Starting a new business involves several difficult decisions. One of the most complex of those decisions, with significant consequences, is choosing whether to operate the business as a sole proprietorship, partnership, corporation, or limited liability company (“LLC”). This decision should be based upon careful consideration of a number of factors, and a comparison of the advantages and disadvantages of these alternative business forms.
A sole proprietorship is simply a business conducted by an individual rather than a separate entity such as a partnership, corporation or LLC. Key advantages to this form of business are: (1) it is relatively easy and inexpensive to form and operate; (2) it requires only one owner; (3) there are no separate franchise taxes or corporate formalities; and (4) there is no double taxation on income because the business profits and losses are simply passed through to the owner.
The primary disadvantage to a sole proprietorship is that the business owner has unlimited personal liability for the debts and obligations of the business.
A partnership is an association of two or more persons who co-own a business for profit. Partnerships may be general or limited in form.
In a general partnership, each partner can bind the partnership by contract, and is personally liable for the obligations of the partnership. California does not require filing of a certificate or articles with the Secretary of State to form a general partnership. Although oral partnership agreements are permitted, the agreement should be in writing, and specify all the terms of the parties’ business relationship. A general partnership is dissolved upon the death or withdrawal of any partner, absent a written agreement to the contrary.
A limited partnership is a partnership with one or more “limited partners” (partners who contribute capital but do not participate in the control of the business and who are not personally liable for the obligations of the partnership), and one or more “general partners” (partners who actively engage in the management and control of the business and who have unlimited personal liability for the obligations of the partnership). General and limited partnerships are usually not subject to federal or California income tax, (although limited partnerships are subject to an annual franchise tax, and are required to file a certificate of limited partnership with the Secretary of State).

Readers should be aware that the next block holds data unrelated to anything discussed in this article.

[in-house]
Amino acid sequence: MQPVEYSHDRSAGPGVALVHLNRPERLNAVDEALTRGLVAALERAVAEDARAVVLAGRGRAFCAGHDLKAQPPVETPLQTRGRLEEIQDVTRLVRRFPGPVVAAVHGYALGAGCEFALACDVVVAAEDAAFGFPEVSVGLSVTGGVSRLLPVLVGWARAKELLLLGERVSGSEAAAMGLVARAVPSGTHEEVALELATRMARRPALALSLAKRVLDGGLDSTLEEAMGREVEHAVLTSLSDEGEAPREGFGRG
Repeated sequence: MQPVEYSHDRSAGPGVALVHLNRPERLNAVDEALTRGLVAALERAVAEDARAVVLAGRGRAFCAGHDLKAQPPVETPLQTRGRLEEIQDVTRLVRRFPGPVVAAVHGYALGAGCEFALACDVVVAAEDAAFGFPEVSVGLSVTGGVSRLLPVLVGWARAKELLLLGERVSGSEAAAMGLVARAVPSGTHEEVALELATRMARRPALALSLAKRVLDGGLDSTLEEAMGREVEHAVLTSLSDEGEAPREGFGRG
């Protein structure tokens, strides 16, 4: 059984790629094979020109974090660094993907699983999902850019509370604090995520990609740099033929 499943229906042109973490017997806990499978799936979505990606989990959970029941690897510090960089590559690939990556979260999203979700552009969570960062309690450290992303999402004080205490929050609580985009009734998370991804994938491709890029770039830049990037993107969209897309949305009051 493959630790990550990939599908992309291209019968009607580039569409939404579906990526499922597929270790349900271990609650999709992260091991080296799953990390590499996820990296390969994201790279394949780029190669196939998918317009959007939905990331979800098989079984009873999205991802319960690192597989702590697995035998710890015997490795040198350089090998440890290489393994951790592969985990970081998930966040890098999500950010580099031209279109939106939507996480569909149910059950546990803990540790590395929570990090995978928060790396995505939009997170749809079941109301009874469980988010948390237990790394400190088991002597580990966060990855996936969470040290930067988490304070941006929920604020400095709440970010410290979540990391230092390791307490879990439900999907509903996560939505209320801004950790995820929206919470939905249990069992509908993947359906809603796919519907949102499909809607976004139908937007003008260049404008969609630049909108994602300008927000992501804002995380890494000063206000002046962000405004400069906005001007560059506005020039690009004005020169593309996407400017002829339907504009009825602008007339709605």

The primary advantages and disadvantages of a partnership are similar to those of a sole proprietorship, in that profits and losses may be passed through to the partners, thereby avoiding double taxation on the income if the partnership is properly structured, but the general partners have unlimited personal liability. Limited partners generally have no liability beyond their partnership investment.
In contrast to a sole proprietorship or general partnership, a corporation is a separate entity that protects the business owner(s) from personal liability for business debts. In order to maintain the liability protection afforded by the corporate entity, the corporation should be adequately capitalized, and the officers and directors of the corporation should strictly adhere to the formalities of holding regular meetings and keeping accurate minutes and records.
The income of a standard “C” corporation is taxable at the corporate tax rate, which may be lower than the individual’s rate, but may also cause the owners (shareholders) to pay double taxation — once on the corporation’s income, and again on the shareholders’ dividends or distributions. In theory, a highly profitable corporation may actually save taxes for its shareholders by operating in C form, assuming the corporation’s profits can be reasonably paid to the shareholders as salary or other compensation.
The double taxation of a corporation can be minimized in certain cases by paying salaries to the shareholders or by making an “S” corporation election. Upon making a valid S election, all corporate profits and losses are simply “passed through” proportionately to the shareholders in a manner similar to a partnership. If the S election is made upon formation, shareholders can also avoid two levels of tax on the sale or distribution to them of the corporation’s assets upon liquidation, as the gain or loss will simply pass through to the shareholders to be taxed once. S corporation shareholders might also be able to reduce employment taxes by paying themselves some corporate profits in the form of dividends above their “reasonable” salaries. However, there are important restrictions on the ability to qualify for an S corporation election (e.g., 75 or fewer shareholders, with further restrictions on who can be a shareholder). Additionally, S corporation employee-shareholders do not receive tax-favored treatment for fringe benefits (other than retirement plans) if they own more than 2% of the outstanding stock. Benefits such as life, health and accident insurance will be currently taxable to such shareholders and may not be deducted by the corporation.